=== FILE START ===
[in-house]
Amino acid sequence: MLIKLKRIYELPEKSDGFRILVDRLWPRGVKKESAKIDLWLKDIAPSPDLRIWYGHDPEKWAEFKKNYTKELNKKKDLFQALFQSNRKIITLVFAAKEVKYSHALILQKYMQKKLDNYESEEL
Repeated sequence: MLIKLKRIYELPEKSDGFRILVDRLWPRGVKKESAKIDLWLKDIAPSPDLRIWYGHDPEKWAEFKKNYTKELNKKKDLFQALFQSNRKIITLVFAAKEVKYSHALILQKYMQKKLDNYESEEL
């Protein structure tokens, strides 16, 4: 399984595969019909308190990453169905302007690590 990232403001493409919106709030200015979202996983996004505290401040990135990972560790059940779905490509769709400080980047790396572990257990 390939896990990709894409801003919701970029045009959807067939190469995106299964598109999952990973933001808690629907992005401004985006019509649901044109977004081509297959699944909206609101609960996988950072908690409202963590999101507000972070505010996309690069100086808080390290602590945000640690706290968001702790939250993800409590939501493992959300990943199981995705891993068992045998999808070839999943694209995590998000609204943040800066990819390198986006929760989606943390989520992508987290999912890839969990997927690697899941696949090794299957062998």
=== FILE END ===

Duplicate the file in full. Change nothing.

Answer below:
[in-house]
Amino acid sequence: MLIKLKRIYELPEKSDGFRILVDRLWPRGVKKESAKIDLWLKDIAPSPDLRIWYGHDPEKWAEFKKNYTKELNKKKDLFQALFQSNRKIITLVFAAKEVKYSHALILQKYMQKKLDNYESEEL
Repeated sequence: MLIKLKRIYELPEKSDGFRILVDRLWPRGVKKESAKIDLWLKDIAPSPDLRIWYGHDPEKWAEFKKNYTKELNKKKDLFQALFQSNRKIITLVFAAKEVKYSHALILQKYMQKKLDNYESEEL
């Protein structure tokens, strides 16, 4: 399984595969019909308190990453169905302007690590 990232403001493409919106709030200015979202996983996004505290401040990135990972560790059940779905490509769709400080980047790396572990257990 390939896990990709894409801003919701970029045009959807067939190469995106299964598109999952990973933001808690629907992005401004985006019509649901044109977004081509297959699944909206609101609960996988950072908690409202963590999101507000972070505010996309690069100086808080390290602590945000640690706290968001702790939250993800409590939501493992959300990943199981995705891993068992045998999808070839999943694209995590998000609204943040800066990819390198986006929760989606943390989520992508987290999912890839969990997927690697899941696949090794299957062998």